I love college sports. I love teams of young athletes a community comes to know as “our kids” for a few years before they (hopefully) graduate and move on to the world of jobs, utility bills, and mortgage payments. The world of grown-ups.
But I’m also drawn to professional sports, and for something college teams — by the very structure of the enterprise — cannot provide: familiarity. My favorite pro athlete of all time, Ozzie Smith, first wore a St. Louis Cardinal uniform when I was in 7th grade, living in Southern California. By the time the Wizard retired in 1996, I had spent high school in Vermont, college in Boston, moved to Memphis, and married the girl of my dreams. Most of those 15 years, through all my transition and growth, there was a poster of Ozzie Smith where I lived. He and the Cardinals were heroes, sure. But they were also extended family. They were familiar.
When the Memphis Grizzlies open the 2013-14 season Wednesday night in San Antonio, Mike Conley will play in his 439th regular-season game for the home team. Marc Gasol will suit up for his 378th. Even better, neither player has appeared in the uniform of another NBA team. Conley and Gasol have become as Memphis as dry rub and rhinestone jumpsuits. (Even Zach Randolph — who played for three other franchises — feels like family, having played in 260 games as a Grizzly.) Contrast this with the great Larry Finch — an institution whose statue remains overdue — who played in just 84 games as a Memphis State Tiger (freshmen were not eligible to play in Finch’s day). Penny Hardaway played in only 66 games for his hometown program. Antonio Anderson holds the Tiger record for games played with 150, less than the equivalent of two full NBA seasons.
Successful pro franchises — and the Memphis Grizzlies have entered this category — lean on the familiar. Pick an NBA dynasty, and you’ll have a face or two that appear without prompting: Russell and Havlicek’s Celtics, Magic and Kareem’s Lakers, Jordan’s Bulls, Duncan’s Spurs. Even with free agency, impatient owners, and fickle fan bases, NBA teams that allow their stars to cohere into a unit — one cause, one goal, one message — are the teams that play into June and end their seasons under a shower of confetti.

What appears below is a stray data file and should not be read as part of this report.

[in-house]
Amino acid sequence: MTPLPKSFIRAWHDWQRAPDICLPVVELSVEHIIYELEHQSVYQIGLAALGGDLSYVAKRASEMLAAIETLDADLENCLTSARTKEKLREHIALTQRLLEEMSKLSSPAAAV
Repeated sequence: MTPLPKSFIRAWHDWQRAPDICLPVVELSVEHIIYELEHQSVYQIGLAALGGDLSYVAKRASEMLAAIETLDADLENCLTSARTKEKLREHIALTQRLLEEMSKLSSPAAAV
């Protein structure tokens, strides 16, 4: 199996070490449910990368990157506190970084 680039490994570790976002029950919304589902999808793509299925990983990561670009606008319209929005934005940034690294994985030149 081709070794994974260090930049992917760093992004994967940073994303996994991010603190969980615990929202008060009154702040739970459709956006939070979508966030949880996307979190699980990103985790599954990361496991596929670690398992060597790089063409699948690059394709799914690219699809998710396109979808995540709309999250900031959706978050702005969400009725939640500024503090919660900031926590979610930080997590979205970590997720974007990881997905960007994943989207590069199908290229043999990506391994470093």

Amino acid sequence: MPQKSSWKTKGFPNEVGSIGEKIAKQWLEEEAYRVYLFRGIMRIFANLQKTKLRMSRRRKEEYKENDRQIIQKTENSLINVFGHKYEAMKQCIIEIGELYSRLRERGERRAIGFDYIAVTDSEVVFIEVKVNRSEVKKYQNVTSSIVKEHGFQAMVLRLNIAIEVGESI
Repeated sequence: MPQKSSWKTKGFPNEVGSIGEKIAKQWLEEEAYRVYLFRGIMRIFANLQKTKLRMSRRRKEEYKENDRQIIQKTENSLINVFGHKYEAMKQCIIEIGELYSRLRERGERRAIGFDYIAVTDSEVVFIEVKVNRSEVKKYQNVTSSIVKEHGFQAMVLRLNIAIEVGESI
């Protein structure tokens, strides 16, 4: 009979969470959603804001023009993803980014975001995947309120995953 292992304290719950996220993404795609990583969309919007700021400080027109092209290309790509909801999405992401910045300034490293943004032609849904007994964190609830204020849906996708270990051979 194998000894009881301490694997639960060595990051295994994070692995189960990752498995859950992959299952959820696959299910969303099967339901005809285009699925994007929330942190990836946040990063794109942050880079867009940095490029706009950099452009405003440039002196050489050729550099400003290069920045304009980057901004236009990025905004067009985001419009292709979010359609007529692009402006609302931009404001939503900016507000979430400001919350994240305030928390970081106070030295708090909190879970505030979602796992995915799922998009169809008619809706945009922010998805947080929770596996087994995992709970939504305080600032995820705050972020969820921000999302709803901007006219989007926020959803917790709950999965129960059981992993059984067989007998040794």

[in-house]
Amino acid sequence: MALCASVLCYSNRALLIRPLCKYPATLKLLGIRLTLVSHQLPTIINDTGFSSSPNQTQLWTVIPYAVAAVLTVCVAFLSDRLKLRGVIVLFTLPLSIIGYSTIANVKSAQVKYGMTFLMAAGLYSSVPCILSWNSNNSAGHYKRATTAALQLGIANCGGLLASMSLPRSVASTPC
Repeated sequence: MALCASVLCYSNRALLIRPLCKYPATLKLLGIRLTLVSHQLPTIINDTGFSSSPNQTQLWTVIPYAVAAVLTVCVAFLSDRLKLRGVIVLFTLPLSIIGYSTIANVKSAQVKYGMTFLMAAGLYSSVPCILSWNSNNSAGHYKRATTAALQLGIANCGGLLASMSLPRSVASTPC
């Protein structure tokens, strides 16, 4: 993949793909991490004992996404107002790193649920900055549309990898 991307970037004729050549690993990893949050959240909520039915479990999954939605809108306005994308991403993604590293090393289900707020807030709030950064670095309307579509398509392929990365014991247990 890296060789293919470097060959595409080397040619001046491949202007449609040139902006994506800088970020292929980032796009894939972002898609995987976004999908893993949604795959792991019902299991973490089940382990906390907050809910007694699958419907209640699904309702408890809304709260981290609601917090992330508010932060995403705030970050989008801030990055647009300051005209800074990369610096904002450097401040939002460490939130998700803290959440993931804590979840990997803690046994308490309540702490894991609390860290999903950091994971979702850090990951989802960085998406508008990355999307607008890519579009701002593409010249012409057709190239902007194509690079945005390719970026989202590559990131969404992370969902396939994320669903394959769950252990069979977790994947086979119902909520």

The 2013-14 Grizzlies have their share of new faces, starting with rookie head coach Dave Joerger. Fans will need a program for the details of Jamaal Franklin’s college career, or how exactly Kosta Koufos and Nick Calathes came to don Beale Street Blue. Such is the nature of sports: along with the familiar must be a few fresh ingredients for growth. And with the 32-year-old Randolph earning eight figures, there’s some question about whether his familiar face will be around for the Grizzlies’ next playoff run.
Tony Allen will be here though. Having signed a four-year contract extension, the Grindfather — more than any other, the face of the team’s three-year climb to relevancy — will stand alongside Conley and Gasol in a few more team pictures, further cementing his attachment to Memphis (209 games and counting). Barring injury, Conley will become the first player in franchise history to wear a Memphis jersey for 500 games. And Gasol will do what he’s now been recognized for doing: grinding his way to stardom, whether on the block or in the high post.
It will be a fun NBA season in Memphis. New challenges ahead (Dwight Howard in Houston!), and new moments to give the Grindhouse its glow. But we’ll also have some familiar men playing leading roles along the journey. Mike, Marc, Tony, and Z-Bo — our NBA franchise’s Familiar Four — make the Grizzlies more Memphis every time they take the floor.